Since its publication in 1963, Sterling Hayden's autobiography, Wanderer, has been surrounded by controversy. The author was at the peak of his earning power as a movie star when he suddenly quit. He walked out on Hollywood, walked out of a shattered marriage, defied the courts, broke as an outlaw, set sail with his four children in the schooner Wanderer--bound for the South Seas. His attempt to escape launched his autobiography. It is the candid, sometimes painfully revealing confession of a man who scrutinized his every self-defeat and self-betrayal in the unblinking light of conscience.
What people are saying - Write a review
LibraryThing ReviewUser Review - F.Langman - LibraryThing
Interesting autobiography of a Hollywood actor who quit stardom and sailed to Tahiti with his four young children against a court ruling that he couldn't take them out of the U.S.A. An account of his ... Read full review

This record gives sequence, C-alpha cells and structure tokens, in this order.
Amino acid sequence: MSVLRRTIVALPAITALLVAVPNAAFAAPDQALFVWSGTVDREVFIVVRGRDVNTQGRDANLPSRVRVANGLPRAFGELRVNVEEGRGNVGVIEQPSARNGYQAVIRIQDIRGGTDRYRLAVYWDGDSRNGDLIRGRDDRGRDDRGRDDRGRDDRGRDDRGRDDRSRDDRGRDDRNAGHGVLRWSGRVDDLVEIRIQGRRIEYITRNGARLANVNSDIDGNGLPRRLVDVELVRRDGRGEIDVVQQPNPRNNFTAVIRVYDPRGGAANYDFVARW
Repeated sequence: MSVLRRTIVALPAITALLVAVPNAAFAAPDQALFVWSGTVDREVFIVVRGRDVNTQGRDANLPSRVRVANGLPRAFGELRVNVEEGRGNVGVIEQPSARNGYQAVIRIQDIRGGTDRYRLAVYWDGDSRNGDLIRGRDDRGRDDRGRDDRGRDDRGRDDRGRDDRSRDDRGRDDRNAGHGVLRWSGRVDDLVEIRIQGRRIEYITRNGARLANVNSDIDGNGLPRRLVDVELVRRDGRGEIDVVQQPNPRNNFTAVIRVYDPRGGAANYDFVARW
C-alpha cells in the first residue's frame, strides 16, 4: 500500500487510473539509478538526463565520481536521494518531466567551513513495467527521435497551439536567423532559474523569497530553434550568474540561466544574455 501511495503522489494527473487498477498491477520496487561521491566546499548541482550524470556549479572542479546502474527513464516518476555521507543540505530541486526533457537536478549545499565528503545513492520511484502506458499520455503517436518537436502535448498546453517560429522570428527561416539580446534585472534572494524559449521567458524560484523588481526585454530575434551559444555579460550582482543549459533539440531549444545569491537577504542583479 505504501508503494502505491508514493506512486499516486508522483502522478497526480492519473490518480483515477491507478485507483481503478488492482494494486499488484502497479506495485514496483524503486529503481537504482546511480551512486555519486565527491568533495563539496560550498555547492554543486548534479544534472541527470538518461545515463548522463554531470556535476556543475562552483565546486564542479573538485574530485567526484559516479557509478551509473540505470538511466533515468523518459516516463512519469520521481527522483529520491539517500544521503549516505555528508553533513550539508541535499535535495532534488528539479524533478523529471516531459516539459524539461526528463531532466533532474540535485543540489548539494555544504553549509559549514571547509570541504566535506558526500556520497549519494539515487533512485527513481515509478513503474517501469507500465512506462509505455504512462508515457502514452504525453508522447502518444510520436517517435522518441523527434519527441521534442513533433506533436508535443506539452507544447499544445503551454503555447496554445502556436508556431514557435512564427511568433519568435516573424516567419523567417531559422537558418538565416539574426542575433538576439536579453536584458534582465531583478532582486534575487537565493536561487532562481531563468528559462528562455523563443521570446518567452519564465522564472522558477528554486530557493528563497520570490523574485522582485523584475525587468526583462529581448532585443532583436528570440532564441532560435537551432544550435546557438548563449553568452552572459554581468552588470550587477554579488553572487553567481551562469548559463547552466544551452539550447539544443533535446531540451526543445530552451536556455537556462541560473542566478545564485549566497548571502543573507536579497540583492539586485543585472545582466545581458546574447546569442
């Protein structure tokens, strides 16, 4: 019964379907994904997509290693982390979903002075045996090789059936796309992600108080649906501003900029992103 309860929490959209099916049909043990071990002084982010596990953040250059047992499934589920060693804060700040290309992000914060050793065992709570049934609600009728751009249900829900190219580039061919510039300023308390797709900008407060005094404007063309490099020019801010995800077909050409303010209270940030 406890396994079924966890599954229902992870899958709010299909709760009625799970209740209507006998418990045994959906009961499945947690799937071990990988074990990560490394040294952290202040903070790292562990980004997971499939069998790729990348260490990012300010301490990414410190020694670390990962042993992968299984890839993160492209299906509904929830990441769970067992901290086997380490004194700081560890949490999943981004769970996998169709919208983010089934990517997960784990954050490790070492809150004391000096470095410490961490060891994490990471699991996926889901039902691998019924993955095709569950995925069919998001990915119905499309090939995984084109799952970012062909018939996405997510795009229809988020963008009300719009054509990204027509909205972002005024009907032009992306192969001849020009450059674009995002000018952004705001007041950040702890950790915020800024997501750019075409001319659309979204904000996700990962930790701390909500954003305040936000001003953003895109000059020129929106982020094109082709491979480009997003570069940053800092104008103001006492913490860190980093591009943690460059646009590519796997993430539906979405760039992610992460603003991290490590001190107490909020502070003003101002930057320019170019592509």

Captivating story of a man's quest to feel at home and useful. Sterling Hayden writes beautifully. Hard to put down! Only reason not 5 stars, is that in certain parts it feels like he could've used a sharper pen on the re-write. Only rarely does the story lose steam, and it's an eye opening experience.
The foreword is well worth reading as well.
Sterling jumps off the pages like a character out of Walt Whitman poem- "I contain multitudes, therefore I contain contradictions"
The book is a testament that the author does finish some things that he starts, despite his self criticism. An inspiring accomplishment!